How does this connect to social justice? To take a single example, on many campuses in the US, there have been calls for increased Diversity, Equity, and Inclusion (DEI) programming. Surely the goal of making members of campus communities that have been historically kept on the margins feel more welcome is a laudable one. Nevertheless, the calls for increased DEI programming operate under the belief that more DEI programming of the sort that universities have adopted up until this point will make those who have been on the margins feel more welcome on campus. But will it? I can’t answer that question definitively – although the available research suggests, in fact, that standard DEI programming undermines the very goals that it seeks to obtain. My point is only that it matters if that belief is true. If it is false, then continuing to push the current kind of DEI programming may actually lead to the opposite of its stated goals. Effective social justice advocacy relies on properly understanding the world.

The same point would apply to myriad other social justice initiatives: Should we defund the police? Should we replace phonics with the whole word method for learning to read? Should we end the drug war? Should we pay reparations to the American descendants of slavery?

If successful social justice advocacy depends on truth – on accurately understanding how the world works – then it behooves us to do our level best to make sure that we understand the world before we take action. To not do so increases the likelihood that any intervention on behalf of social justice will actually harm the very people that we set out to help, thus hindering and not facilitating human emancipation.

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How do we do our level best to make sure that we understand the world? In the academy, disciplines have methods and analysis specific to their domain of inquiry. The methods of economics are not the same as those of biology or history. And sometimes there are multiple methods and multiple forms of analysis housed within the same discipline. Indeed, if  we want to understand what the world is like, we need a plurality of methods and perspectives. This means that in trying to understand a complex phenomenon, restricting ourselves to any one kind of analysis would not help us get at the truth. The pursuit of the truth depends on bringing people together who have very different ways of thinking and understanding the world in order to reason together. Open dialogue, argument, and constructive disagreement, both within disciplines and between them, are the best tools that we have for accessing the truth.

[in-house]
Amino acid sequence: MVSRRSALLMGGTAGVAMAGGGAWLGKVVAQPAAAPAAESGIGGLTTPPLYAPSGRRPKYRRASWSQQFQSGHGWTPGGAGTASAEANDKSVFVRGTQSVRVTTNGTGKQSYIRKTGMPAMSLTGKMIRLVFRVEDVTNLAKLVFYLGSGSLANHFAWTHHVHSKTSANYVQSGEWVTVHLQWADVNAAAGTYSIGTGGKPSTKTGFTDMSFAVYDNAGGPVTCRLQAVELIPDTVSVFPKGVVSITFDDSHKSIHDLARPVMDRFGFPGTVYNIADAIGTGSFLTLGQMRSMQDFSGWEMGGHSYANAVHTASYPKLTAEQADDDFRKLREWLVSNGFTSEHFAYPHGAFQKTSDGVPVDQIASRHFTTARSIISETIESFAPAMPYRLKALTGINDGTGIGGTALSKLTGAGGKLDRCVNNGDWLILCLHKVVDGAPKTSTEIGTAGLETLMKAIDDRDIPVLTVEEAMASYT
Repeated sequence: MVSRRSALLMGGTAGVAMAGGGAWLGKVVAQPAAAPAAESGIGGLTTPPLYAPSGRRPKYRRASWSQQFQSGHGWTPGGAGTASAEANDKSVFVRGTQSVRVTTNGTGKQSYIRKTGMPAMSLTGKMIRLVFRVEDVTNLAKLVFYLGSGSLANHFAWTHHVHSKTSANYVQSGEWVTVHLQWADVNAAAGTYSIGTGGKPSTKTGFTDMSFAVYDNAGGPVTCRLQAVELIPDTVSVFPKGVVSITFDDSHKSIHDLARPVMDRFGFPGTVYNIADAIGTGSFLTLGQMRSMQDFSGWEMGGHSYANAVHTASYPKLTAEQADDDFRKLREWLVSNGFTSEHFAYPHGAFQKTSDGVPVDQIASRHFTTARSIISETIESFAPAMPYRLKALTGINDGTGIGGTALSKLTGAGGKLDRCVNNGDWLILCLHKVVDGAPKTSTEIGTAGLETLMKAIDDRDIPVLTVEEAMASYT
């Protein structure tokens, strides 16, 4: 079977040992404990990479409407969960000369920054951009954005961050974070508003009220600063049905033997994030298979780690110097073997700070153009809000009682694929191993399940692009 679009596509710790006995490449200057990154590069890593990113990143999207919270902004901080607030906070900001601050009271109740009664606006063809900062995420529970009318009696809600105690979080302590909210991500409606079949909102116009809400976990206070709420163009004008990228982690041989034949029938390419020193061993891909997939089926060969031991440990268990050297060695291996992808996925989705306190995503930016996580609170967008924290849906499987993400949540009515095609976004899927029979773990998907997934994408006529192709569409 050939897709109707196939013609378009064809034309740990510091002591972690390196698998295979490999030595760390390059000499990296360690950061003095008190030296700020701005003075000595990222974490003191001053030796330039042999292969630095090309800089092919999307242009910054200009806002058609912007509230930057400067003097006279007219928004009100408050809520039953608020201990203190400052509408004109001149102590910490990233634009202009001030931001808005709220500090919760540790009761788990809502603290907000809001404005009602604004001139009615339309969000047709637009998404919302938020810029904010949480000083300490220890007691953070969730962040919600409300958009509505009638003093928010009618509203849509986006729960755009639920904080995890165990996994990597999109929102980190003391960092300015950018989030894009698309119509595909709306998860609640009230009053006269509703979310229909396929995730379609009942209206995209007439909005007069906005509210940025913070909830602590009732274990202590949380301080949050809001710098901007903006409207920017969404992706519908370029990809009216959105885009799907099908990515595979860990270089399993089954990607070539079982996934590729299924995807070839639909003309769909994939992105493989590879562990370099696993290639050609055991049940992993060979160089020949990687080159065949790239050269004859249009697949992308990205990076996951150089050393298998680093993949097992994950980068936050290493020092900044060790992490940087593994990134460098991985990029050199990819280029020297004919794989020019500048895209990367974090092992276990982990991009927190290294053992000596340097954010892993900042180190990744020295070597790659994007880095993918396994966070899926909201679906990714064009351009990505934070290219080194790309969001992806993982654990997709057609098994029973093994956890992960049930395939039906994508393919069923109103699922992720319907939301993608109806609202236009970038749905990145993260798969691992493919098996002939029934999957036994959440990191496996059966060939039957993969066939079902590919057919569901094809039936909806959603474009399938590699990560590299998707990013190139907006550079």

One problem with universities adopting social justice as the primary sacred value is that it privileges one kind of analysis over others for understanding complex social phenomena. In the current manifestation of social justice, various prescriptions for promoting human emancipation are predicated on an analysis that involves seeing society through an “oppressed”/“oppressor” dynamic. Consequently, universities that see social justice as their primary goal can end up reducing complex issues to one single dynamic and crowding out other kinds of analysis as somehow illegitimate or as ignoring “the real issues.” But encouraging students and faculty to understand complex social phenomena solely or even primarily through one lens will lead to an inadequate understanding of how the world works. With a deficient understanding of the world, they will be less equipped to effectively work towards human emancipation and more likely to cause harm to those that they would like to help.

In short, a diversity of perspectives combined with open dialogue is the best way to access the truth, and by extension, the best way to promote social justice. Consequently, a university that doesn’t actively and intentionally keep a space open for faculty and students to bring different kinds of analysis to bear on social problems and to produce and consider arguments for and against various policies and initiatives and instead determines in advance what the position of the university is, may think that it’s advocating for social justice, but it’s not. Such a university cannot promote social justice because it is not oriented first towards truth.

Let me be very clear: I don’t want to remove the concern for social justice or those who advocate for it from universities. Nor do I want to get rid of the kind of analysis on which contemporary versions of social justice are based. But it is important to realize that it is only one kind of analysis and that one kind of analysis cannot yield the whole truth of a complex phenomenon. It is precisely because I care about real social justice that I think we need to not mistake a piece of the puzzle for the whole puzzle.

It’s not possible to have social justice as the primary value of universities because its effective promotion is contingent upon prioritizing truth. If universities keep these values properly ordered, they can work towards both. But if universities encourage faculty, staff, and students to prioritize social justice over truth, they will end up with neither.